Last week, a controversy erupted over Twitter when it came to light that a prominent evangelical conference with 110 speakers only had four women on stage.
Journalist Jonathan Merritt did a quick informal study and discovered that out of 34 prominent evangelical conferences, only 19 percent of speakers at plenary sessions were women.
This is a problem.
As a white male evangelical and a black female evangelical who spend a lot of time speaking at conferences, events, and college campuses, we know from experience this is a problem.
Conference spaces have become one of the primary discipleship spaces for evangelicals. These are the spaces where evangelicals go to learn all that it means to be a follower of Jesus.
What does it communicate, then, to those who would seek to follow Jesus when the majority of voices, perspectives, illustrations, jokes, and frameworks are delivered to the entire church body by men? Does it communicate that voices of men are universal while women are only capable of communicating to other women (or children)? Does it communicate that women are not created with the capacity or call to lead?
Not all evangelicals believe that women shouldn’t lead. We certainly don’t. One reason that women are underrepresented at these conferences is because many of these groups believe — theologically — that women should not have a public role. These groups should say that publicly and be held accountable for it.
How does the exclusion of more than half the church from upfront leadership distort the image of God for the whole body? Genesis 1:26-27 tells us: “Then God said, ‘Let us make humankind in our image, according to our likeness, and let them have dominion over the fish of the sea and over the birds of the air and over the cattle and over all the wild animals of the earth, and over every creeping thing that creeps upon the earth. So God created humankind in God’s image, in the image of God he created them; male and female God created them.”
In the same breath, God creates humanity, both male and female, in God’s image and then gives them both dominion — the charge to lead. Thus, Galatians 3:28 was adopted as a core liturgy in first century church baptismal services. “There is no longer Jew or Greek, there is no longer slave or free, there is no longer male and female; for all of you are one in Christ Jesus.” In this baptismal statement the early church proclaimed that all three of these distinctions — race, class, and gender — are fundamentally about power differentials and the ability to exercise leadership and are overcome in the new community called the body of Christ.
So, it is not only a sociological problem, but a theological one — an ecclesial one — when more than half the church is excluded from upfront leadership, prophetic ministry, and public teaching. This denial repudiates the power of the gospel of reconciliation.
The church writ large in the United States and the Western Church more broadly continues to struggle with a history of underrepresenting women and people of color in leadership. These kinds of things don’t change overnight. And while acknowledging the problem is important, knowing it’s there doesn’t fix it.
It’s important that our institutions create habits and practices that keep us accountable to ensure that we don’t (whether intentional or not) exclude portions of the body of Christ. At Sojourners, there are a few things that we do to try and hold ourselves accountable.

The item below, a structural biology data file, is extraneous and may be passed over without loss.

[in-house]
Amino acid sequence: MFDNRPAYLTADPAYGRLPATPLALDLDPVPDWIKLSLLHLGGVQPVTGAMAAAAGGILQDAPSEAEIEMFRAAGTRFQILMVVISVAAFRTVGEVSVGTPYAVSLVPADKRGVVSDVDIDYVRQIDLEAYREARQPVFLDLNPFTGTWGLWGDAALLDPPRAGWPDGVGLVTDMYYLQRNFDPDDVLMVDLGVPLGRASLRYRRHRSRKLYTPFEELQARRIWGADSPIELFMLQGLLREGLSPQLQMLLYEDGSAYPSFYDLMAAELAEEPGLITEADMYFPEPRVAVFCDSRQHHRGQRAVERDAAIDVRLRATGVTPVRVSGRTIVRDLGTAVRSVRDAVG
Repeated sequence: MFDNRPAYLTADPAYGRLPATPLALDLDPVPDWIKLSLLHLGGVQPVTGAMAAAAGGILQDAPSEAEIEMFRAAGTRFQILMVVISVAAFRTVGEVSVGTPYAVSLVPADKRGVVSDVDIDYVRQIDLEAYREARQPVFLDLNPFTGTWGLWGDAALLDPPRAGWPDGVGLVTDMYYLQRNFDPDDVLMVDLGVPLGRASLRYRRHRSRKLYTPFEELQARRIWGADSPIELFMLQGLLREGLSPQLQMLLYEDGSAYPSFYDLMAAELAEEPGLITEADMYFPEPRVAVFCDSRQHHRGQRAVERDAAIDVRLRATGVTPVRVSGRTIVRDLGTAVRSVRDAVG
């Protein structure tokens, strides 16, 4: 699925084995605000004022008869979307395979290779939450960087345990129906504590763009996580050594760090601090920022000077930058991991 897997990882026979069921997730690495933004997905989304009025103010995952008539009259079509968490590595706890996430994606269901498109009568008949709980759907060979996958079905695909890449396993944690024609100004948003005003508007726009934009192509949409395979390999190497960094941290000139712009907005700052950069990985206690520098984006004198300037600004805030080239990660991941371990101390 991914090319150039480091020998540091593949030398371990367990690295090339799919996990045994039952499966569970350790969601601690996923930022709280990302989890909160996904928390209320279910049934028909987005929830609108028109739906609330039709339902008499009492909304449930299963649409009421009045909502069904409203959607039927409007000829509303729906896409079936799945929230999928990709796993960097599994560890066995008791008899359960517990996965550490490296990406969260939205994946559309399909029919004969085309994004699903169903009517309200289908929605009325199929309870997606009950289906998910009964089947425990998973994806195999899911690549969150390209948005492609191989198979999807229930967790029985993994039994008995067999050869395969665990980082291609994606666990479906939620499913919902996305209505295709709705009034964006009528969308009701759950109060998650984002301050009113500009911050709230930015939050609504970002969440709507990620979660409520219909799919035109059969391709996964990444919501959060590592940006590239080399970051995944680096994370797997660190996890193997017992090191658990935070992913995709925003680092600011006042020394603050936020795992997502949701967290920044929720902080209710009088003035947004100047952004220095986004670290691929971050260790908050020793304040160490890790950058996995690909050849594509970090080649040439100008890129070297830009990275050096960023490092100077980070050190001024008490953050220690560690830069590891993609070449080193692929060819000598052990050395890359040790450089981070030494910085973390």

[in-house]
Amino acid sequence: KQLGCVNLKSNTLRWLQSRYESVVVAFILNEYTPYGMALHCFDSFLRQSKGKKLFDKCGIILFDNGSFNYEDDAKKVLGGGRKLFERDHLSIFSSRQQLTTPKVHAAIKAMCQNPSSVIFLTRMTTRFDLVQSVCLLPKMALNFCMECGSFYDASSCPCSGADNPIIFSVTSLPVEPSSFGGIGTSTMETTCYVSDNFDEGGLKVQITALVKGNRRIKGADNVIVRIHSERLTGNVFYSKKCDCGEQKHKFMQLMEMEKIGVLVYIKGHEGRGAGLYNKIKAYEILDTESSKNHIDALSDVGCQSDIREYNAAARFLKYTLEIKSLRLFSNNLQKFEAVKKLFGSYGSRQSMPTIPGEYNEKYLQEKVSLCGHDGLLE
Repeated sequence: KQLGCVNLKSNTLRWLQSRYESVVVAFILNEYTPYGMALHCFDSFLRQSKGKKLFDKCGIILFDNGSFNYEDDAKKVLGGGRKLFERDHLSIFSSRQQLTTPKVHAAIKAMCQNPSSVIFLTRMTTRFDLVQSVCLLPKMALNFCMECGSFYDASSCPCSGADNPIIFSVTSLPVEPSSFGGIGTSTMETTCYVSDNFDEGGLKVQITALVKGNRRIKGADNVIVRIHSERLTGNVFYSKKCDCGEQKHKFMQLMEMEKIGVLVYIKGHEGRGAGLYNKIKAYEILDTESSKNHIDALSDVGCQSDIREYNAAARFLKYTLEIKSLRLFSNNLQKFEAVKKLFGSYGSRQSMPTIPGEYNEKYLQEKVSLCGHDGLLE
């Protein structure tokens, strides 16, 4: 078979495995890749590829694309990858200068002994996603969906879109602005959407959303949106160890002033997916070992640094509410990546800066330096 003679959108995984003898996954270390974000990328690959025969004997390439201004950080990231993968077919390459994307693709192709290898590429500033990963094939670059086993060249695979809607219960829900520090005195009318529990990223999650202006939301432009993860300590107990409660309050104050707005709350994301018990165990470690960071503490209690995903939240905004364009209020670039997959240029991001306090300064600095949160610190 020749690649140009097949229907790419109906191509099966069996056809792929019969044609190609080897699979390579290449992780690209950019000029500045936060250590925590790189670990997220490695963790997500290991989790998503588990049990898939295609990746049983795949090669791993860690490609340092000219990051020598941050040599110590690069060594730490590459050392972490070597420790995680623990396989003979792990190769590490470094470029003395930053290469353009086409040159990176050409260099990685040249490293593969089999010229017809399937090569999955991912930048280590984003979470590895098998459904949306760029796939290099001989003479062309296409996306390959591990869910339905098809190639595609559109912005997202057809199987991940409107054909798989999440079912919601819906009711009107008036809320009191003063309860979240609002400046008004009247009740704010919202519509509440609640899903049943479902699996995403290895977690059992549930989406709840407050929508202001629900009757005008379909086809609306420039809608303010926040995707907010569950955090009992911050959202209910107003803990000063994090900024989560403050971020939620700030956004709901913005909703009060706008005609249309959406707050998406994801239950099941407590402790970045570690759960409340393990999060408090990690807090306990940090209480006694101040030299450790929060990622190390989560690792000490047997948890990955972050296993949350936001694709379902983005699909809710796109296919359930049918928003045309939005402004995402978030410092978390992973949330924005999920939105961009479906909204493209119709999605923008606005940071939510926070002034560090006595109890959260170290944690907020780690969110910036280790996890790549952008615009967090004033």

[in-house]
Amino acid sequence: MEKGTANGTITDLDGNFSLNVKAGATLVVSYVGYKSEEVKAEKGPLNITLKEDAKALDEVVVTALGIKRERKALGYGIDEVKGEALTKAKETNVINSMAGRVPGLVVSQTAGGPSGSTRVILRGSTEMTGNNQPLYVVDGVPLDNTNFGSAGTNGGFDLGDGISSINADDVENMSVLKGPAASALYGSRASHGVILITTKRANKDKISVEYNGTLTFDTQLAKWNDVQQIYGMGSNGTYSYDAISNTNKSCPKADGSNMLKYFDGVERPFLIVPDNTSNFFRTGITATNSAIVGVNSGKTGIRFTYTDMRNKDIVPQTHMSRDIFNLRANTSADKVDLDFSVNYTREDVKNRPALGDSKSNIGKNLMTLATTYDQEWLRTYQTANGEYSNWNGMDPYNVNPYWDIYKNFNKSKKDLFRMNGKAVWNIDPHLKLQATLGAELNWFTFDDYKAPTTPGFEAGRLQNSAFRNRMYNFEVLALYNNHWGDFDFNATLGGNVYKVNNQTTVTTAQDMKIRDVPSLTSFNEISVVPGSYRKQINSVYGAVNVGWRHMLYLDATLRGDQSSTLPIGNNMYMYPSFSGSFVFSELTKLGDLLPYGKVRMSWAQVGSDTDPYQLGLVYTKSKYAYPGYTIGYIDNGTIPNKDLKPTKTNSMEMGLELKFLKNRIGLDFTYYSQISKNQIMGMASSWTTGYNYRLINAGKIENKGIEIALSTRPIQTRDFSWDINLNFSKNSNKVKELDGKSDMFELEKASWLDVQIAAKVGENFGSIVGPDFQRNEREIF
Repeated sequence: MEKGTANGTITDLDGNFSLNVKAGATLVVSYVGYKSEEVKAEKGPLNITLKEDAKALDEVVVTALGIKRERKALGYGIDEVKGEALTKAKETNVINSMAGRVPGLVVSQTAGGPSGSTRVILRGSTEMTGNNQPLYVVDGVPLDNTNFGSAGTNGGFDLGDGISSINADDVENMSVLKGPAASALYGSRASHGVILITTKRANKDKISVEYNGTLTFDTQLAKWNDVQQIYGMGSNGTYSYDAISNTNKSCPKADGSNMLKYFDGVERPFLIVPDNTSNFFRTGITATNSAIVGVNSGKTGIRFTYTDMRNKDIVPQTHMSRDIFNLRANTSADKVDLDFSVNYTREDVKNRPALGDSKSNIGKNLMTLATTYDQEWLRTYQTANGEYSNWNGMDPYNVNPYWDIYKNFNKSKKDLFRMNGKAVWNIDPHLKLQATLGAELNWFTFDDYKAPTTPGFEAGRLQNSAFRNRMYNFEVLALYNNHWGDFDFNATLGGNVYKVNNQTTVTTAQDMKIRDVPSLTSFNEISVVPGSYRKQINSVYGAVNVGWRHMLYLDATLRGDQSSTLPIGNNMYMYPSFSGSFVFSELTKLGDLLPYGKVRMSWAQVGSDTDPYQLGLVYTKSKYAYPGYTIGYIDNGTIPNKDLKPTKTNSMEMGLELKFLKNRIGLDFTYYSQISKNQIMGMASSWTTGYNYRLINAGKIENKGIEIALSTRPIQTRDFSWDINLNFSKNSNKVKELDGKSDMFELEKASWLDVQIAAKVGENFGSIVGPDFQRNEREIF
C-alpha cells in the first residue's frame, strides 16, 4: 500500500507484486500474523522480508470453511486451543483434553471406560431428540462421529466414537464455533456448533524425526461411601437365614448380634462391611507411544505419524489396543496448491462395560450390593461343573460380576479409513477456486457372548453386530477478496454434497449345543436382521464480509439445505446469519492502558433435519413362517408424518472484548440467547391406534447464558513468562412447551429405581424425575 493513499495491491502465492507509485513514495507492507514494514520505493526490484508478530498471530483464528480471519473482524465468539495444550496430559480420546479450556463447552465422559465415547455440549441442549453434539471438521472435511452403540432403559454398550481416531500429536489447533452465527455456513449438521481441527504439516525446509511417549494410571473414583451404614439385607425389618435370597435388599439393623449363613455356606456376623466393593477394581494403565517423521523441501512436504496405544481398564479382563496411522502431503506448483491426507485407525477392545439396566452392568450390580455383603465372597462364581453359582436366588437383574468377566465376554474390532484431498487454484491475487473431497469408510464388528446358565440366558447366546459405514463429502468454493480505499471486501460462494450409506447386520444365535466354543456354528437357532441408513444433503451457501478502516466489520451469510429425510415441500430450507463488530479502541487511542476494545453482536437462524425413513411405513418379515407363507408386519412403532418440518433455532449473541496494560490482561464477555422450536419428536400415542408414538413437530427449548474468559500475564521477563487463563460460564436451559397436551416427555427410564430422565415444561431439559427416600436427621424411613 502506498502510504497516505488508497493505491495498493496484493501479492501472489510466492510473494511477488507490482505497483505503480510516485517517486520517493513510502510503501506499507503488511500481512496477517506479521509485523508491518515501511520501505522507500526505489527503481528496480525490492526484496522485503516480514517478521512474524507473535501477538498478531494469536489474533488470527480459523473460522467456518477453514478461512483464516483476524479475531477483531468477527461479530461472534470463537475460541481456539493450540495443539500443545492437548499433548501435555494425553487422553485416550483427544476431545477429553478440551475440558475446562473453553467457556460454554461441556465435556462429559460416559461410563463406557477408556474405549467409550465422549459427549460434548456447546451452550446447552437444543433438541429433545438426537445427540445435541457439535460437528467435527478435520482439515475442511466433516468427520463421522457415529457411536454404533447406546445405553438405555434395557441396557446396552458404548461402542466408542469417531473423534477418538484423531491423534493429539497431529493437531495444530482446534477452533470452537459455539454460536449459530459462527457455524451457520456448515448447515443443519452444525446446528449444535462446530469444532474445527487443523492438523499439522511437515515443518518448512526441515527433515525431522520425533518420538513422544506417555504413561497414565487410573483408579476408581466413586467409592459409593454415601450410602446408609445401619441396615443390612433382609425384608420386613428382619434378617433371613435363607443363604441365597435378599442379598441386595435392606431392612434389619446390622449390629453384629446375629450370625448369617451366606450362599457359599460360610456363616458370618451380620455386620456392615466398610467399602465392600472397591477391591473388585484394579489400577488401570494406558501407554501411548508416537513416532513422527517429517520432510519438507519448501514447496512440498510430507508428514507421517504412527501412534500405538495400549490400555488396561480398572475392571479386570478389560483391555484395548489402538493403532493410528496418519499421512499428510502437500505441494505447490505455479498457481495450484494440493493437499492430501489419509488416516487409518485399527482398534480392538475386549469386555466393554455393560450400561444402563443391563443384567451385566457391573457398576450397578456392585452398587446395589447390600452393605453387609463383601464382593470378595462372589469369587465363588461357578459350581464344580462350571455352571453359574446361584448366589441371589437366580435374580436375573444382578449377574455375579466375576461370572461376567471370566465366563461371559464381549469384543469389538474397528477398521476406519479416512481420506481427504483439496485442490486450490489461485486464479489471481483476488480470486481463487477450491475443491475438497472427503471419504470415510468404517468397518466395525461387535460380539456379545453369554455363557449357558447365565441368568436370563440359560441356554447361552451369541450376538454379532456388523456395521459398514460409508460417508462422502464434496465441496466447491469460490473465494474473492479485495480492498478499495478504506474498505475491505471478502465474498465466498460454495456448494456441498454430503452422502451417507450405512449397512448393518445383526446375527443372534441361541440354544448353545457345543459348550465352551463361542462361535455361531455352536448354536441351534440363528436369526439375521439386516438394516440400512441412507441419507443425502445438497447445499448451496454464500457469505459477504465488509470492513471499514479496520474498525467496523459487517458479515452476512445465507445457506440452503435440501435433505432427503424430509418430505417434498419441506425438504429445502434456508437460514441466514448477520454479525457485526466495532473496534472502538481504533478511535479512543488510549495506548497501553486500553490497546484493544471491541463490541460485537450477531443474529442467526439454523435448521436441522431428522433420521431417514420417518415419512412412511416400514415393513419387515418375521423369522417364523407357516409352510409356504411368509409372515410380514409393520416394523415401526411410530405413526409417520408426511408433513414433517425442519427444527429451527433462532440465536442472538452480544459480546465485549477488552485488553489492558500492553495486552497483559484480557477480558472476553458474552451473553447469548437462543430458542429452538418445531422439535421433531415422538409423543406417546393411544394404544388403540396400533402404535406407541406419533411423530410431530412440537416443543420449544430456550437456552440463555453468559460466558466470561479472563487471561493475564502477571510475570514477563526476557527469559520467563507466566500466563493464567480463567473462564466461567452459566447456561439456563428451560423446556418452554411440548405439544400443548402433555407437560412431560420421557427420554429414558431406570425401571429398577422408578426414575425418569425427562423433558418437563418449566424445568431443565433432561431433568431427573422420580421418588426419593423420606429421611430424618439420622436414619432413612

- We have instituted a Diversity Taskforce. This group is comprised of staff from across the organization who ensure that we keep in mind issues of diversity within our organization and in our public work.
- We have the conversation. When we plan an event or a press conference we openly talk about racial and gender diversity (as well as other forms of diversity) of those who have a public role. If we notice that we aren’t diverse, we ask why and what we can do to change that for the event itself or for future initiatives.
- We push ourselves to expand our definition of “leader.” Organizational leadership in the U.S. church has been predominantly male, so when we look for leaders, we tend to find those who look like traditional leadership. But new voices are able to arise when we look beyond organizational hierarchies. When those new voices are given the place and the platform, they are able to demonstrate their leadership in ways that more of the church recognizes.
- We seek to affirm and cultivate women’s capacity to lead by mentoring and promoting women into positions of organizational leadership. Women make up nearly 40 percent of our board and more than 50 percent of our Senior Leadership Team.
- We promote the voices and ideas of women in our magazine. In 2013, 55 percent of our articles were by women.
But it’s not just a problem “out there.” It remains a challenge for Sojourners, and we all can do better.
These suggestions aren’t magic bullets that will suddenly reverse generations of underrepresentation at best and exclusion at worst. But we do hope they are a start. And we invite our brothers and sisters (okay, let’s be honest, it’s mostly brothers right now that are planning these conferences) into figuring this out with us.
The status quo is not acceptable. It is not acceptable socially, nor is it acceptable under the baptism of believers in Christ. The steps to change it won’t always be easy and they will require sacrifice. But, just because it’s hard doesn’t mean it’s not worth doing.
Want to stand with Jim, Lisa, and the other leaders working for diversity in the body of Christ? Sign on here.
Lisa Sharon Harper is director of mobilizing for Sojourners and the author of two books.
Jim Wallis is president of Sojourners. His latest book, On God's Side: What Religion Forgets and Politics Hasn’t Learned About Serving the Common Good, is now available. Watch the Story of the Common Good HERE . Follow Jim on Twitter @JimWallis.